7. Specimens of Translations and Peculiar Renderings.

Here is a specimen of the language in which the Scriptures were read in the eighth and ninth centuries, during the time of the venerable Bede, King Alfred, St. Cuthbert, and probably for a considerable time after the Norman Conquest of England. It is from John's Gospel, and is scarcely readable in the 19th century. By comparing the specimens of early English, the gradual growth of the language into its present form may be more easily traced: —

"On fruman waes Word and thaet Word waes mid Gode, and Gode waes thaet Word. Thaet waes on fruman mid Gode. Ealle thing waren geworhte thurh hyne; and nan thing waes geworht buttan him. Thaet waes lif the on him geworht waes, and thaet lif waes manna leoht. And thaet leoht lyht on thystrum; and thystro thaet ne genamon. Man waes fram Gode asend, thaes nama waes Johannes. Thaes com to gewitnesse, thaet he gewitnesse cythde be tham Leohte, thaet ealle men thurh hyne gelyfdon. Naes he Leoht, ac thaet he gewitnesse forth-baere be tham Leohte. Soth Leoht waes, thaet onlyht aelcne cumendne man on thysne mid-dan-eard. He waes on middan-earde, and middan-eard waes geworht thurh hine, and middan-eard hine ne gecneow."

The English of Wycliffe, 14th century, is more easily read than that just given; we transcribe a passage from Luke's Gospel in the Wycliffe translation:

"In the dayes of Eroude Kyng of Judee ther was a prest Zacarye by name: of the sort of Abia, and his wyfe was of the doughtris of Aaron: and hir name was Elizabeth: An bothe weren juste bifore God: goynge in alle the maundementis and justifyingis of the Lord withouten playnt. And thei hadden no child for Elizabeth was bareyn and bothe weren of greet age in her dayes. And it befel that whenne Zacarye schould do the office of presthod in the ordir of his course to fore God. Aftir the custom of the presthod he went forth by lot and entride into the temple to encensen.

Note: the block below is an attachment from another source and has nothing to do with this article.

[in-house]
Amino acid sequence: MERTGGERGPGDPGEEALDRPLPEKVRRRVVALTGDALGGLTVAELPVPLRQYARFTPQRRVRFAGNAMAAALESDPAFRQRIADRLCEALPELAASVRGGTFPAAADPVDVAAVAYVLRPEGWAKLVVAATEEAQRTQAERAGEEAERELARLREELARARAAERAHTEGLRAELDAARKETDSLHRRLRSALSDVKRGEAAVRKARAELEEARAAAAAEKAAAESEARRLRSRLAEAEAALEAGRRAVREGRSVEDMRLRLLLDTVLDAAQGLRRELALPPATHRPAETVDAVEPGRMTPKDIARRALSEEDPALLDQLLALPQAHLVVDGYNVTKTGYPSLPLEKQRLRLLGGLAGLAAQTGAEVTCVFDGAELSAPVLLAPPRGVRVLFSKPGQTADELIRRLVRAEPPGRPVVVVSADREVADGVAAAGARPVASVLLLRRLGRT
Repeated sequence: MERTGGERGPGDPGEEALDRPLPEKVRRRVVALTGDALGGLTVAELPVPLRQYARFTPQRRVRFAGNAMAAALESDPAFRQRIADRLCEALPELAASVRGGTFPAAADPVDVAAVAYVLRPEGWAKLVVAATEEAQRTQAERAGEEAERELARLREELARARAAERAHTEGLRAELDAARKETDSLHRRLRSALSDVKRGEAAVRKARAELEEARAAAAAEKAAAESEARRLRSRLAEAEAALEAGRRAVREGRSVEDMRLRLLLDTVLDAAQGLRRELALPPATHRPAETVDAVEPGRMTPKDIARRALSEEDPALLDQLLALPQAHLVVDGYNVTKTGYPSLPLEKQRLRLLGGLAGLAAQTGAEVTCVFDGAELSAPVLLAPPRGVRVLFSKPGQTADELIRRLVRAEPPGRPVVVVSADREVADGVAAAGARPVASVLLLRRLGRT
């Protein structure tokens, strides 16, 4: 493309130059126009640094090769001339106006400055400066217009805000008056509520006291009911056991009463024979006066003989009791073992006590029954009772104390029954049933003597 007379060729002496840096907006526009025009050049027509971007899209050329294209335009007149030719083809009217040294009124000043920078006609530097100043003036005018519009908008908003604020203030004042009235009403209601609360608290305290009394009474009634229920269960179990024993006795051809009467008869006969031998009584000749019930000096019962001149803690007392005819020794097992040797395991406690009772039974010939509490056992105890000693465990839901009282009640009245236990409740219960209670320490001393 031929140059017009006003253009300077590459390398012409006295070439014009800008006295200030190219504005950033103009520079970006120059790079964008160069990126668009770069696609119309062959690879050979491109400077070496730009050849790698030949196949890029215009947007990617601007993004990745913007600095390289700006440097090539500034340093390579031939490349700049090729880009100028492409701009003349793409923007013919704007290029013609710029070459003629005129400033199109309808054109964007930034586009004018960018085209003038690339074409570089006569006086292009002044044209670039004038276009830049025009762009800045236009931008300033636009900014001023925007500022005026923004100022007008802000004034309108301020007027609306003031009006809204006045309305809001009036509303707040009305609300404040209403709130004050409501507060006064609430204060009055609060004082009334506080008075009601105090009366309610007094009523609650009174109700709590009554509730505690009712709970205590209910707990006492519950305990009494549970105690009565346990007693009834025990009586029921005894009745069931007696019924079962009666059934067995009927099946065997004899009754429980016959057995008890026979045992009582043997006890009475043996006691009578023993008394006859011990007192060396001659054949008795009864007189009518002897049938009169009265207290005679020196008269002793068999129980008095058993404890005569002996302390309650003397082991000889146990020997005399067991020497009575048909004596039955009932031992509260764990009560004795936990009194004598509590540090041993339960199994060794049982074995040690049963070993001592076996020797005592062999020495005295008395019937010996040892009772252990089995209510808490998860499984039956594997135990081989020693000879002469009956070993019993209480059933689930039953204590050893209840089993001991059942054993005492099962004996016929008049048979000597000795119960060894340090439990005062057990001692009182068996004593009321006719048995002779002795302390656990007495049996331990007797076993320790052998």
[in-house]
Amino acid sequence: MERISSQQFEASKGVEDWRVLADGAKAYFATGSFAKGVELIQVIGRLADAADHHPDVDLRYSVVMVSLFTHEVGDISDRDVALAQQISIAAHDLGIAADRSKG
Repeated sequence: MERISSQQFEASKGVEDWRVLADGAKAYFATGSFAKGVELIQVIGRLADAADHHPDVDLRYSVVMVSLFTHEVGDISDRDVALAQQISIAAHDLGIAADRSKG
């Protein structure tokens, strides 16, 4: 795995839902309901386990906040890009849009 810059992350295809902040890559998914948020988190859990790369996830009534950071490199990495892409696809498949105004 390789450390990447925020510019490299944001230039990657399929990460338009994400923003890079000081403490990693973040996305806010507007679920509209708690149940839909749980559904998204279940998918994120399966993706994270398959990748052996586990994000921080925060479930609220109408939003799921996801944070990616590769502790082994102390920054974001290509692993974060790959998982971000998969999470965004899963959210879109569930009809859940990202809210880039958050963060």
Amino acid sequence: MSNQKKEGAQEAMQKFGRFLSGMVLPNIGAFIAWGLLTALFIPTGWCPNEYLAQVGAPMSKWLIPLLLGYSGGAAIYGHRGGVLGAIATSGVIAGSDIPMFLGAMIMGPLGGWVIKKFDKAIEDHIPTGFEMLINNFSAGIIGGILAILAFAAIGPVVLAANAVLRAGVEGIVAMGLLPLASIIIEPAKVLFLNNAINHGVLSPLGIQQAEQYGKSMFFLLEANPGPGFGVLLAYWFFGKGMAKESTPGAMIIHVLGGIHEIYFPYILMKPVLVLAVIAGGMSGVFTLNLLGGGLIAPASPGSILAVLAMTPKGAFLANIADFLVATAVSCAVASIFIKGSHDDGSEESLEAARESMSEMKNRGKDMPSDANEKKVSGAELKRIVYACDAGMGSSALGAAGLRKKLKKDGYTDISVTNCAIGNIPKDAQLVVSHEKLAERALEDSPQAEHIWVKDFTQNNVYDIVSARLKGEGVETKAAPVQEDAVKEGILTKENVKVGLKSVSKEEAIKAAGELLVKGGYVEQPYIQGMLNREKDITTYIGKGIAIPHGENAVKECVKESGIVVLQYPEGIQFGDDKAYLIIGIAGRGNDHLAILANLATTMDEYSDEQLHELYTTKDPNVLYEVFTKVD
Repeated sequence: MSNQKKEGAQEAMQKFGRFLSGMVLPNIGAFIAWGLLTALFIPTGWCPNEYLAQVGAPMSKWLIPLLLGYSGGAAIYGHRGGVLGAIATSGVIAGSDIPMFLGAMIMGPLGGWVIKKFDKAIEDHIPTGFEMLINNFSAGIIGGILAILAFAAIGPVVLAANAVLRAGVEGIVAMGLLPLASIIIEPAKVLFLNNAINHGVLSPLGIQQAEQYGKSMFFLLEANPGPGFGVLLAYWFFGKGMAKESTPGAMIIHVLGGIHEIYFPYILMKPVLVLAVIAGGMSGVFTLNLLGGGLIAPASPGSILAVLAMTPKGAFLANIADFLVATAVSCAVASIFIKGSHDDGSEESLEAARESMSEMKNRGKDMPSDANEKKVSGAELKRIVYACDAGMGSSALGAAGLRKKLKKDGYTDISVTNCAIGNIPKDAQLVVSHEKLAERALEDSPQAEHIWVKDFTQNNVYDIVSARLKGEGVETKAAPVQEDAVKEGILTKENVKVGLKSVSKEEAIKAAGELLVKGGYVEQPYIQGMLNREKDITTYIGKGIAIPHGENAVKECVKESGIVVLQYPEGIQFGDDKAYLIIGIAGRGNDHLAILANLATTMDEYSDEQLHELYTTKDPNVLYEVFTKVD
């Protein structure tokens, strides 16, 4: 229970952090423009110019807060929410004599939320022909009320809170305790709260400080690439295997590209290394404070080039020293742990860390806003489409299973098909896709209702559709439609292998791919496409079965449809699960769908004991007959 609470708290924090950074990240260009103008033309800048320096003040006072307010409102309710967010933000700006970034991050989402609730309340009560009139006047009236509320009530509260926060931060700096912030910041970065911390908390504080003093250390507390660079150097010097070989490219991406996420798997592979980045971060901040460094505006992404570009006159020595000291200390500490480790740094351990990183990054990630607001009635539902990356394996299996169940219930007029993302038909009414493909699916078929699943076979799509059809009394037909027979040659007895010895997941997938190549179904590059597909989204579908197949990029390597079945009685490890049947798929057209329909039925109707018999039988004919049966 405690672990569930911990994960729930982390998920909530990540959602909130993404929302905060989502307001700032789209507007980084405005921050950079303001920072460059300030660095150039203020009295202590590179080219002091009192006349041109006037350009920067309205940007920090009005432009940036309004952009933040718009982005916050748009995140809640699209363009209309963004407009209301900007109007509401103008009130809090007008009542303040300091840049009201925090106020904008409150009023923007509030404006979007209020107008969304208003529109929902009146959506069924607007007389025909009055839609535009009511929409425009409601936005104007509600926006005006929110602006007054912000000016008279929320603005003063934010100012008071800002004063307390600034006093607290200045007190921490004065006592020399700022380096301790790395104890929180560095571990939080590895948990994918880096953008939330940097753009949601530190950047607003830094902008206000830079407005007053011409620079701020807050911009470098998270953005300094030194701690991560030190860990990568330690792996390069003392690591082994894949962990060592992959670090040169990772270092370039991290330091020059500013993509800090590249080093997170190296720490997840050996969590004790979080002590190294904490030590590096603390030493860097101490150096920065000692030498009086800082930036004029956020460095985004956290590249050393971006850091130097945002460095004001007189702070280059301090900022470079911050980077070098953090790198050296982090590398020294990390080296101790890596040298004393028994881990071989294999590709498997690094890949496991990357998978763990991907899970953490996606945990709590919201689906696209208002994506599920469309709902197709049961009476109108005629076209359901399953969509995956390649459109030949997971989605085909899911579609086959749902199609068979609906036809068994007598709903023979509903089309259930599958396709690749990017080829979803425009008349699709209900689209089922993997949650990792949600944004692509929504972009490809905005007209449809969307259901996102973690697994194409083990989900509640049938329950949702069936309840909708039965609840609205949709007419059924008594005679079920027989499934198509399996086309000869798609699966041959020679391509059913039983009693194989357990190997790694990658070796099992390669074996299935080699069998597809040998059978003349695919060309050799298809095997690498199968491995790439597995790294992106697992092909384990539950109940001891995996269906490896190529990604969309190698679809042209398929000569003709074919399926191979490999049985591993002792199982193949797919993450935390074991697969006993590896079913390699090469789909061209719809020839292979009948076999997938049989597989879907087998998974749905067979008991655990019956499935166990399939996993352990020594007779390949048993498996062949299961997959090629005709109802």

"And al the multitude of the puple was without forth and preyede in the our of encensying. And an aungel of the Lord apperide to him and stood on the right half of the auter of encense. And Zacharye seynge was afrayed and drede fel upon him. And the aungel sayde to him, Zacarye drede thou not: for thy preier is herd and Elizabeth thi wife schal bere to thee a sone and his name schal be clepid Jon.

"And joye and gladyng schal be to thee and manye schulen have joye in his natyvyte."

Here is another specimen of early English, from a MS. Bible, about 1350 — thirty years before the publication of Wycliffe's translation

Early English MS. Bible [about A.D. 1350]

John 1:13, 14. (The book has a facsimile of these verses.)

In most, if not all versions of the Holy Scriptures issued before the Great Bible, 1539, will be found the following peculiar rendering of Psalm 91:5: —

"So that thou shalt not nede to be afrayed for any bugges by night, nor for the arrowe that flyeth by daye."

In all the Bibles published before the present authorised version (1611), except the Genevan and Douay Bibles, the word "balm" (Jer. 8:22) is rendered "treacle." Thus Matthew's Bible, 1537, reads:—

"Is not the Lorde in Syon? Is not the kynge in her? Wherefore then haue they grened me (shall the Lorde saye) with theyr yinages and folyshe strange fashyons? The harueste is gone, the sommer hath an ende, and we are not helped. I am sore vexed, because of ye hurte of my people. I am heuye and abashed, for there is no more tryacle at Galaad, and there is no physycyen that can heal the hurte of my people." In the exceptions named we read — "Is there noe rosin in Galaad."

In the Puritan or Geneva editions of the Holy Scriptures the word "aprons" (Gen. 3:7) is rendered "breeches." In Wycliffe's Bible the passage reads thus:—